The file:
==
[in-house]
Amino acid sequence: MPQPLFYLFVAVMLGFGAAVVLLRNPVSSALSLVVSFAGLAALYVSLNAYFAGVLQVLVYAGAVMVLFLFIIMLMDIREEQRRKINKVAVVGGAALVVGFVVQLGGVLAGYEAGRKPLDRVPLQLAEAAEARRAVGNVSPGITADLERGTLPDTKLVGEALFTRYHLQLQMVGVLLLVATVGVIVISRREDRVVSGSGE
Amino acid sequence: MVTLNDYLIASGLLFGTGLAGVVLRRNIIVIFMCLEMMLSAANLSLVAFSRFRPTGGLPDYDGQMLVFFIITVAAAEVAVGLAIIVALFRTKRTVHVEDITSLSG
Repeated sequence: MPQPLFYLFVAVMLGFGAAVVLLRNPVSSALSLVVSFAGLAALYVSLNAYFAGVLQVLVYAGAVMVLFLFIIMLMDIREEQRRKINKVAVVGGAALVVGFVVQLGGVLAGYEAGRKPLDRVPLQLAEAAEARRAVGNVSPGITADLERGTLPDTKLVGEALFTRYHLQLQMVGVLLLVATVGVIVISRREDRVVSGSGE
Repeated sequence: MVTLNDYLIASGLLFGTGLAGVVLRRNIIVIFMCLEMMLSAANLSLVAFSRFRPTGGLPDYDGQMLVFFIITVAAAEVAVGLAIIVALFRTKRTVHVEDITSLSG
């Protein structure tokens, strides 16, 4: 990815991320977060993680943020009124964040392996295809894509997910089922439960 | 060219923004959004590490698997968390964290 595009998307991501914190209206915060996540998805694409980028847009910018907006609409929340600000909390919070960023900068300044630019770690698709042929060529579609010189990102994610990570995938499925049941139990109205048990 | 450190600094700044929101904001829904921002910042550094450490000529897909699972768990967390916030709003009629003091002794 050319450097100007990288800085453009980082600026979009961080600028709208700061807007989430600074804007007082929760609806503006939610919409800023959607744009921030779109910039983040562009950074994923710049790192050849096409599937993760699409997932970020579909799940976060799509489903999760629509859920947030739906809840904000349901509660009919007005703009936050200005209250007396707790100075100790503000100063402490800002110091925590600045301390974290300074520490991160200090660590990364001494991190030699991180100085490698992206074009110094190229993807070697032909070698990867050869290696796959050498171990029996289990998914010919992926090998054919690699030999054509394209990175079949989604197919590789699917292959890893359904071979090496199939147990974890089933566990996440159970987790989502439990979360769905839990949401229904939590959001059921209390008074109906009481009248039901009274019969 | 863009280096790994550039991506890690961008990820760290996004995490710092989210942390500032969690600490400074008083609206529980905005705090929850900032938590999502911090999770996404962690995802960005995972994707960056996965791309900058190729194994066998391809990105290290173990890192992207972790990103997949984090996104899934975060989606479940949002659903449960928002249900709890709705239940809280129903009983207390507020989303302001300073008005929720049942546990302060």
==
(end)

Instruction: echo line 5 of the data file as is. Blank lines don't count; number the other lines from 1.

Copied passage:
Repeated sequence: MVTLNDYLIASGLLFGTGLAGVVLRRNIIVIFMCLEMMLSAANLSLVAFSRFRPTGGLPDYDGQMLVFFIITVAAAEVAVGLAIIVALFRTKRTVHVEDITSLSG